• One firm continually tried regularly to win work from a client that maintained that it was loyal to the advisers it had been using for decades. And when the new firm was able to conduct some work, the client was amazed at how much extra advice and guidance they received which they realised they had been missing out on for years with their former adviser.

Leverage your exemplars to promote good habits

I shared a number of stories about how firms can leverage the expertise and experience of their best (exemplar) business developers:

  • Facilitating regular “Talking to Bob” dinners at a property business where junior, intermediate and senior fee-earners could listen to stories about how he managed to identify, capture and develop significant clients and referrers
  • Using intuitive modelling to learn from a dozen highly-successful partners across the UK by interrogating their most successful client development stories to extract key learning points to incorporate into a playbook and skills training programme
  • Interviewing a variety of brilliant rainmakers in different jurisdictions to extract their best techniques for targeting, networking and developing relationships

In Change management book – Switch (Chip & Dan Heath) (, the authors call this “identifying the bright spots” by using appreciative enquiry to look at what is working well and then emulating the success. In the professions we call this capturing, sharing and amplifying best practice.

This approach works particularly well in firms where there is hesitancy about introducing “corporate” processes that are felt to stymie individual style and entrepreneurialism.

As we progressed through the analysis and planning stages of a referrer management plan, I was reminded of Henry Mintzberg’s model of “Diagnosis. Design. Decide. Do”.

Delegate aims, poll results and discussion points

Delegate aims

  • Opening a new office in the City so need to generate new relationships
  • Raise our profile
  • Supporting partners
  • Build business development skills in junior team members
  • Extend network
  • Expand referrer base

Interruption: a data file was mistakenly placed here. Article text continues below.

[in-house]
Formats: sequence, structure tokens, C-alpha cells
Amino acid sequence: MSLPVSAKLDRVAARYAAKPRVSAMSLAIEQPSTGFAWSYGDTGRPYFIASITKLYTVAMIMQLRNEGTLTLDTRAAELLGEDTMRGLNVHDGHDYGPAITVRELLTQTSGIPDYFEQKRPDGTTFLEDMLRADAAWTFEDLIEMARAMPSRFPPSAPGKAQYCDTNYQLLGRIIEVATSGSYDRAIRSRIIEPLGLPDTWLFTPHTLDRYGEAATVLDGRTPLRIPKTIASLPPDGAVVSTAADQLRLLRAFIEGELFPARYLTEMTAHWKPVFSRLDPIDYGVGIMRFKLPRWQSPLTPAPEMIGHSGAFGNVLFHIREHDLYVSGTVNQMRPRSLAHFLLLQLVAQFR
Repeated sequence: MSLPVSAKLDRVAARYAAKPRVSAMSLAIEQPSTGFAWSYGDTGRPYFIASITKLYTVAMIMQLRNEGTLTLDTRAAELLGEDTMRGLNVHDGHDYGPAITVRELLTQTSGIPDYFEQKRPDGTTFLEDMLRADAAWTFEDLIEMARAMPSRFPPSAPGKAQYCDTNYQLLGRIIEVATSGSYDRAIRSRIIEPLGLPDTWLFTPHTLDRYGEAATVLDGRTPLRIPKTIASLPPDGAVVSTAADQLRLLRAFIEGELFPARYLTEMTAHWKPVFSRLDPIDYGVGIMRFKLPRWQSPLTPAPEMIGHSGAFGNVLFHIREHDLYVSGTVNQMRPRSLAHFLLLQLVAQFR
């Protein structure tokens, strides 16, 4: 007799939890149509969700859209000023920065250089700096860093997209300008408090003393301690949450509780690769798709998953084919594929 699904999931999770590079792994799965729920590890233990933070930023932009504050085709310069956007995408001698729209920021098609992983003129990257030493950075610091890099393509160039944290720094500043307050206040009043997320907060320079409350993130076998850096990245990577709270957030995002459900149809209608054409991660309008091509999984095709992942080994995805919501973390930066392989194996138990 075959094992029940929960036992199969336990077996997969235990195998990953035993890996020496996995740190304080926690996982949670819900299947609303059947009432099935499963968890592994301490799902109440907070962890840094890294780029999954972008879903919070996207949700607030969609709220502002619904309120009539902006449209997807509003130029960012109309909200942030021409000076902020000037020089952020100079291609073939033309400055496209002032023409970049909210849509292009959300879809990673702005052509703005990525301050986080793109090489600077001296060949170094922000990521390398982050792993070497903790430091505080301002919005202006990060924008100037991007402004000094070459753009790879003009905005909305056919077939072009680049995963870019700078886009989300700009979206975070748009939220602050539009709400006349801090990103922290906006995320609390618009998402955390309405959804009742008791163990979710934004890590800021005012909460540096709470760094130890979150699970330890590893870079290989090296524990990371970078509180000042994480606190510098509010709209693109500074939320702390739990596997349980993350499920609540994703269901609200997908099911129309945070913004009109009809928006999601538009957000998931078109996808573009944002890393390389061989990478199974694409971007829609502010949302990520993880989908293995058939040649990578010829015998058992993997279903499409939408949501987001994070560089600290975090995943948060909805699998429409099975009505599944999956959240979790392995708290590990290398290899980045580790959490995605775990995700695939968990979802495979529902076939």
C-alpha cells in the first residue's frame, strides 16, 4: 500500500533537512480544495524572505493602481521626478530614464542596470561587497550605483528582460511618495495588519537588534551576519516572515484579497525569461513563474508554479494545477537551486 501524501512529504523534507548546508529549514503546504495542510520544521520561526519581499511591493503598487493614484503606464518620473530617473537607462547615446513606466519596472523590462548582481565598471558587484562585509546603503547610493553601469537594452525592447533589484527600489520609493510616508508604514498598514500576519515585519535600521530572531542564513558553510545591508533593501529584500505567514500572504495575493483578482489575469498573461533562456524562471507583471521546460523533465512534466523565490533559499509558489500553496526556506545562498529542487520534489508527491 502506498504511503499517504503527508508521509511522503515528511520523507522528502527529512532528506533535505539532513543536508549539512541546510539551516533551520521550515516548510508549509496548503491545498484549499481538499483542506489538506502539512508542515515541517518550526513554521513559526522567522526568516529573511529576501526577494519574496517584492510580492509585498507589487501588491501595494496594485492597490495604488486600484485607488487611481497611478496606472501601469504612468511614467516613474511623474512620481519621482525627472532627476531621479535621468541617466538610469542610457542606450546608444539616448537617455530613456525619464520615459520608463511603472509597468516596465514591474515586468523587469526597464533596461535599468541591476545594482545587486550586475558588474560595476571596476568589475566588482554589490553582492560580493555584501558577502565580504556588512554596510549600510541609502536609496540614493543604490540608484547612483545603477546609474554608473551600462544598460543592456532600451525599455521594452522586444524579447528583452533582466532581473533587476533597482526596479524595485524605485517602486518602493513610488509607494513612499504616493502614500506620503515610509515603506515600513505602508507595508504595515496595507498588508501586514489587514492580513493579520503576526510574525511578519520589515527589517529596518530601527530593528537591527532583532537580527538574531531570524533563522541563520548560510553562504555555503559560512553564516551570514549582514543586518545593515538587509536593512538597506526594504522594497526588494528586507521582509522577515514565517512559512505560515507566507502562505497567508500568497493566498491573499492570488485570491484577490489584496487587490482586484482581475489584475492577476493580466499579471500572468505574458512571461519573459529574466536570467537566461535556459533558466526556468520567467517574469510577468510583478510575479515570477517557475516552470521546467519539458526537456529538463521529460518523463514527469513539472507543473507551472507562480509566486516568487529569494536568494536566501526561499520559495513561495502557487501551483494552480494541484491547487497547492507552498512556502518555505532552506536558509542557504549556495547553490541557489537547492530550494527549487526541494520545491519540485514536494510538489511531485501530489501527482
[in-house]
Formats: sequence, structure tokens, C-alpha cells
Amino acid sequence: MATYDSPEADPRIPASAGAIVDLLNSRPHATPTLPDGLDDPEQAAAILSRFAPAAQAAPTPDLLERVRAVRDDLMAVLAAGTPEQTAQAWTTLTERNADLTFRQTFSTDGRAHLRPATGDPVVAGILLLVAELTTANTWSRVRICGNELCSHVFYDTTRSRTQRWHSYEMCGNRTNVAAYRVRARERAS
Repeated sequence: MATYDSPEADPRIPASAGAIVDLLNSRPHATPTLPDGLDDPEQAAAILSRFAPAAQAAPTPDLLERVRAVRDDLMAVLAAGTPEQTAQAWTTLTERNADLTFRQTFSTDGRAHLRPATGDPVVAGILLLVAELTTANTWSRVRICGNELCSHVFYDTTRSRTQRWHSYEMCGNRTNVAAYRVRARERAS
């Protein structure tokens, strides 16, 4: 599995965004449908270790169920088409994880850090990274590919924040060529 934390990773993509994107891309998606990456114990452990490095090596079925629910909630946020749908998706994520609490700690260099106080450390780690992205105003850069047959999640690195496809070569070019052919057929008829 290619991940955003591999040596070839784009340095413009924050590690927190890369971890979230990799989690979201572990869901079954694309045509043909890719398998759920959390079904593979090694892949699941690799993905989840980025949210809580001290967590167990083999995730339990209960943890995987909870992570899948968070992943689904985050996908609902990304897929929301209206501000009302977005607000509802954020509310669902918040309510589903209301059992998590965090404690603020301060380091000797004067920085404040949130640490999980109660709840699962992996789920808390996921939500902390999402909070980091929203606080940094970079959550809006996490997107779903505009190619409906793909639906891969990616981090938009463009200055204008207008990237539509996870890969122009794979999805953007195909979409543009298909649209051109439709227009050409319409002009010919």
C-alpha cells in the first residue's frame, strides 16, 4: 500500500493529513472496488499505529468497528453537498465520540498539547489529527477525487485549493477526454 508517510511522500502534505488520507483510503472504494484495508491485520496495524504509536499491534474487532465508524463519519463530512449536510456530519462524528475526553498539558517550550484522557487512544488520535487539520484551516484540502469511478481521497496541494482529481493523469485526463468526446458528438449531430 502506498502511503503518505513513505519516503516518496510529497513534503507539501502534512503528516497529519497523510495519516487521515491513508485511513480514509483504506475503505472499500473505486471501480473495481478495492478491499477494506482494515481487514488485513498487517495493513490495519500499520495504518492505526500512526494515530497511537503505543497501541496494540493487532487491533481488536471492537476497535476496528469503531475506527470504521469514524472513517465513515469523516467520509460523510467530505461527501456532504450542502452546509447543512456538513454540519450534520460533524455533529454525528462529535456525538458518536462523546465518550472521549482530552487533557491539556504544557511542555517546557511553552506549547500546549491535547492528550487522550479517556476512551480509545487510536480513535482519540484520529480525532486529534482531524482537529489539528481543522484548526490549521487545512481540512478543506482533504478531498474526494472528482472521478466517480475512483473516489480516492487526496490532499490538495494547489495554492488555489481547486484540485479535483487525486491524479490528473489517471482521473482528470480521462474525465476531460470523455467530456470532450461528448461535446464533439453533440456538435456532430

• Develop a pursuit and communications plan to “love bomb” 2 – 3 target referrers
  • Generate new opportunities and work

Delegates were equally split between a relationship, serendipity cast-the-net-wide and strategic, planned, focused networking strategies.

All delegates indicated that referrals were responsible for over 50% of their work. All delegates spent between 10% and 49% of their time selling.

The main reasons cited for a lack of cross-selling were: everyone is too busy and there is a lack of information about the other services provided by the firm. Delegates acknowledged cross-selling happened in their firms, but they all indicated that it could be more effective if systematic.

The most irritating things people could do when asking for referrals were:

  • Spelling your firm’s name wrong
  • Not having done their homework
  • Not understanding our client base (and whether we are able to offer suitable referrals)

Face-to-face meetings was the most effective way to develop referrer relationships – closely followed by emails and newsletters. Surprisingly, delegates were more likely to use spreadsheets than a CRM for managing client and referrer information. Social media was used by all firms but to varying degrees – there was less activity in sharing joint content and endorsements/recommendations than other methods.

Two thirds of the delegates felt their personalities  were dog and the other third thought they were cats. Half the delegates had a KAM (Key Account Management) programme at their firm.

Future public courses (including referrer management) for MBL SpeakerKim Tasso (

Future courses for members of the PM Forum PM Forum